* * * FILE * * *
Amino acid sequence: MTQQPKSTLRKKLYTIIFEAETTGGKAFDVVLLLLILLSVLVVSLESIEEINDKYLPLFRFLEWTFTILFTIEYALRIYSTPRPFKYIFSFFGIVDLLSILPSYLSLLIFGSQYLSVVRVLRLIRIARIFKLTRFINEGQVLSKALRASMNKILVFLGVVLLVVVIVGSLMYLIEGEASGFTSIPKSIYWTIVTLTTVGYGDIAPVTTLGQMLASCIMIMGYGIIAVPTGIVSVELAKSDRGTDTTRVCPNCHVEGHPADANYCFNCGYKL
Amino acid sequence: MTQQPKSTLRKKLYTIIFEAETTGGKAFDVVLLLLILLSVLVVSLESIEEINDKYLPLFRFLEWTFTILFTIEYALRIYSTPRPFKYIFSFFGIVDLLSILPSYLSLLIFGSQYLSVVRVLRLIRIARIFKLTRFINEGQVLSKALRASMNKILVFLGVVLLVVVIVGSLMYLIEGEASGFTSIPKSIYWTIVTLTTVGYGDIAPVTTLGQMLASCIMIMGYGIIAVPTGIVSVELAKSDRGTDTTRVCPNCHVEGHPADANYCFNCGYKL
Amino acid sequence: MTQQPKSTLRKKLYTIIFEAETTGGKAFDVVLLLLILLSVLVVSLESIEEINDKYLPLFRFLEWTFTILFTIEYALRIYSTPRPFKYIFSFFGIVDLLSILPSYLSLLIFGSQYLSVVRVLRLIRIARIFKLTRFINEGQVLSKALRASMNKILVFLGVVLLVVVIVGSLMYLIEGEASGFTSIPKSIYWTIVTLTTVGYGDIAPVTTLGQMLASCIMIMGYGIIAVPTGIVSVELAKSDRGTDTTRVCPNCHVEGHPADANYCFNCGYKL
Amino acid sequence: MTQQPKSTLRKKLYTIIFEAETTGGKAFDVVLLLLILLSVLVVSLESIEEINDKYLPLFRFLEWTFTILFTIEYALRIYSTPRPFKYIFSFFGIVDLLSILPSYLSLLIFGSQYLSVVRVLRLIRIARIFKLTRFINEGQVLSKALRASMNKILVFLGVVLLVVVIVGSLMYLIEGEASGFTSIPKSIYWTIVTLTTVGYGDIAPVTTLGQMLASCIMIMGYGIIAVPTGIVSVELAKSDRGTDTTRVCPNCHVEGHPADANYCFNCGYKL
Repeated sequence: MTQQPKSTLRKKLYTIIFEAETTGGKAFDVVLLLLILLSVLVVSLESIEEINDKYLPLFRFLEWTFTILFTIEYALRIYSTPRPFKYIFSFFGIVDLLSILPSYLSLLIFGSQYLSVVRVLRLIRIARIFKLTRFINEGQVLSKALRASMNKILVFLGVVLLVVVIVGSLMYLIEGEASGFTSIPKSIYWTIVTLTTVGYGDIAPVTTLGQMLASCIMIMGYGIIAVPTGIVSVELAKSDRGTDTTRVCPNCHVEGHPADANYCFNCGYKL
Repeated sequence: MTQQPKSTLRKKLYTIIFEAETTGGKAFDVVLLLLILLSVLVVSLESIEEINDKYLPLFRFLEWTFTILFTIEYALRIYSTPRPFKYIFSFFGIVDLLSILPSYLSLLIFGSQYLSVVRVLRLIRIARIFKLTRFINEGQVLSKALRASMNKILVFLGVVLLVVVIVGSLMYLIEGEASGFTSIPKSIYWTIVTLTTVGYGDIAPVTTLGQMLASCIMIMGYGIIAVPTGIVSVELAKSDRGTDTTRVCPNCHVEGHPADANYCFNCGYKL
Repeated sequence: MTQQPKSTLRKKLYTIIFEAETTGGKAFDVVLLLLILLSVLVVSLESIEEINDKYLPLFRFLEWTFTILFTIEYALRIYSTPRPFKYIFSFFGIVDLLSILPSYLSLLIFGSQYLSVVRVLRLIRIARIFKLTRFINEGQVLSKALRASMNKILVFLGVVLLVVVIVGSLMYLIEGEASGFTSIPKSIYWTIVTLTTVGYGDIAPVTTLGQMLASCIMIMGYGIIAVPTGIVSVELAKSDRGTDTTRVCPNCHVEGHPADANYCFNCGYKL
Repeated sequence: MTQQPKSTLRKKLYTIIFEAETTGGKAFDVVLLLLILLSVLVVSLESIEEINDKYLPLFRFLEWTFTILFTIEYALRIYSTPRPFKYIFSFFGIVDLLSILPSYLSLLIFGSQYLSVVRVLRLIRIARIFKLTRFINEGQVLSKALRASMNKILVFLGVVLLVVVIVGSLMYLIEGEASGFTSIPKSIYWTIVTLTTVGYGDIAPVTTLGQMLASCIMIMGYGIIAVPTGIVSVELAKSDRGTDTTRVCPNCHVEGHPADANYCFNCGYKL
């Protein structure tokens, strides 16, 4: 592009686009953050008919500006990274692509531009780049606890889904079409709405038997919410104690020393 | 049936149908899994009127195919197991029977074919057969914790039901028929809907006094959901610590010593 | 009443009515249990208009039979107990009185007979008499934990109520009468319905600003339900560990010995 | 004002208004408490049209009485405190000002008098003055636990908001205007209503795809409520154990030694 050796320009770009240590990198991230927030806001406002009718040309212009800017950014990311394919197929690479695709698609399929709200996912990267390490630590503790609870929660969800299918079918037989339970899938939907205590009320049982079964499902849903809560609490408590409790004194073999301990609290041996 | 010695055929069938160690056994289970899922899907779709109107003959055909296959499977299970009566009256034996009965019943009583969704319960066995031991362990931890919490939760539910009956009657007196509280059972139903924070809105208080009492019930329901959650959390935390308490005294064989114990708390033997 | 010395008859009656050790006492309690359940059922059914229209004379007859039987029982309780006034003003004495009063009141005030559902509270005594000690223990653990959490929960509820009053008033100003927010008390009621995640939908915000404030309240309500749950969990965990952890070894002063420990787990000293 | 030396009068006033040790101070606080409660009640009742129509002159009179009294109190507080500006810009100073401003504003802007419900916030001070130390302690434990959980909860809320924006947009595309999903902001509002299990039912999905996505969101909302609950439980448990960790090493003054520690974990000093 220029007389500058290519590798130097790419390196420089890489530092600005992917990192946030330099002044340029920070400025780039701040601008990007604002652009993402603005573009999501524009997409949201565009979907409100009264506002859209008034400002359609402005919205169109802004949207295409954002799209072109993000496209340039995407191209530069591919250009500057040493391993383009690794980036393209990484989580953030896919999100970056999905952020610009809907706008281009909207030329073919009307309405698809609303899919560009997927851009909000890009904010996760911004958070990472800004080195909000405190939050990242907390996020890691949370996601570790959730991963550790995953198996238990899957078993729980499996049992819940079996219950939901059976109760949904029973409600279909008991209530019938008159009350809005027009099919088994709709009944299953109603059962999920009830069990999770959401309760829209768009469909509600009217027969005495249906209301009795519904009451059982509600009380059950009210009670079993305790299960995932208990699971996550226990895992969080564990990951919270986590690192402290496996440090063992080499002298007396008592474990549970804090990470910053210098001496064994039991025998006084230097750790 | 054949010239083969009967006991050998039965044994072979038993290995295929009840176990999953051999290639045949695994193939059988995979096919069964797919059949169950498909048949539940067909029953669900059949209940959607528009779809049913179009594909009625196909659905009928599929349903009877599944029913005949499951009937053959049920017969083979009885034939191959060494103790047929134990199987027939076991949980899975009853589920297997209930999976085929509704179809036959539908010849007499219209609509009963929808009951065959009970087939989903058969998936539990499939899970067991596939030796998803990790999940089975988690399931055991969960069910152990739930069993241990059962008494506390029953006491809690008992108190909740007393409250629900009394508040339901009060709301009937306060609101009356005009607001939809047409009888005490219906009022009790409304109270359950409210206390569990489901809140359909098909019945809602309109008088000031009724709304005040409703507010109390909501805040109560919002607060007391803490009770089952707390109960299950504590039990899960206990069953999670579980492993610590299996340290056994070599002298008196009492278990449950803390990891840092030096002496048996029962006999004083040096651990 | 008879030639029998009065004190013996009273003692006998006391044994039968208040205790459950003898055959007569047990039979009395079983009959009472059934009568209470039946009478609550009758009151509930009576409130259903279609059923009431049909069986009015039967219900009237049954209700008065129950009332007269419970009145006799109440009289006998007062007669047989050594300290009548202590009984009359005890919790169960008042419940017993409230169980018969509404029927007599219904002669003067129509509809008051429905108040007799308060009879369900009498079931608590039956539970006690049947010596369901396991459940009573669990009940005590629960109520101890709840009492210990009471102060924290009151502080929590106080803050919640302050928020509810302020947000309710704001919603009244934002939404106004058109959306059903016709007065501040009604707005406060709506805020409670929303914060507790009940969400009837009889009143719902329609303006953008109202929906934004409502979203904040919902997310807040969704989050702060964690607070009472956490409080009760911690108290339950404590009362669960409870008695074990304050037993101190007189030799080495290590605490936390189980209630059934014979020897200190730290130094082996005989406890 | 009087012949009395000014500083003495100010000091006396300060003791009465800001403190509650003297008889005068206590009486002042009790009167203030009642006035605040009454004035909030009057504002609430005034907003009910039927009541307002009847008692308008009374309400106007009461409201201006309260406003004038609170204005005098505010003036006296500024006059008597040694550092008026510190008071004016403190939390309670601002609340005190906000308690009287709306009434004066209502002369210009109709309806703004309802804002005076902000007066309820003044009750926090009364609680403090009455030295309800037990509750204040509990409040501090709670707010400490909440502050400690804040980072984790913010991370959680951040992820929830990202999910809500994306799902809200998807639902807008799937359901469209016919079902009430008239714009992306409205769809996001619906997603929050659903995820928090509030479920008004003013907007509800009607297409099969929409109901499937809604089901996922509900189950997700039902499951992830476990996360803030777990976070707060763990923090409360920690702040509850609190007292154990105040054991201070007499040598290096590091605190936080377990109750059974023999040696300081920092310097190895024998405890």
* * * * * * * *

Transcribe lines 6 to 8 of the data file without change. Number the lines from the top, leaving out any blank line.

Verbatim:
Repeated sequence: MTQQPKSTLRKKLYTIIFEAETTGGKAFDVVLLLLILLSVLVVSLESIEEINDKYLPLFRFLEWTFTILFTIEYALRIYSTPRPFKYIFSFFGIVDLLSILPSYLSLLIFGSQYLSVVRVLRLIRIARIFKLTRFINEGQVLSKALRASMNKILVFLGVVLLVVVIVGSLMYLIEGEASGFTSIPKSIYWTIVTLTTVGYGDIAPVTTLGQMLASCIMIMGYGIIAVPTGIVSVELAKSDRGTDTTRVCPNCHVEGHPADANYCFNCGYKL
Repeated sequence: MTQQPKSTLRKKLYTIIFEAETTGGKAFDVVLLLLILLSVLVVSLESIEEINDKYLPLFRFLEWTFTILFTIEYALRIYSTPRPFKYIFSFFGIVDLLSILPSYLSLLIFGSQYLSVVRVLRLIRIARIFKLTRFINEGQVLSKALRASMNKILVFLGVVLLVVVIVGSLMYLIEGEASGFTSIPKSIYWTIVTLTTVGYGDIAPVTTLGQMLASCIMIMGYGIIAVPTGIVSVELAKSDRGTDTTRVCPNCHVEGHPADANYCFNCGYKL
Repeated sequence: MTQQPKSTLRKKLYTIIFEAETTGGKAFDVVLLLLILLSVLVVSLESIEEINDKYLPLFRFLEWTFTILFTIEYALRIYSTPRPFKYIFSFFGIVDLLSILPSYLSLLIFGSQYLSVVRVLRLIRIARIFKLTRFINEGQVLSKALRASMNKILVFLGVVLLVVVIVGSLMYLIEGEASGFTSIPKSIYWTIVTLTTVGYGDIAPVTTLGQMLASCIMIMGYGIIAVPTGIVSVELAKSDRGTDTTRVCPNCHVEGHPADANYCFNCGYKL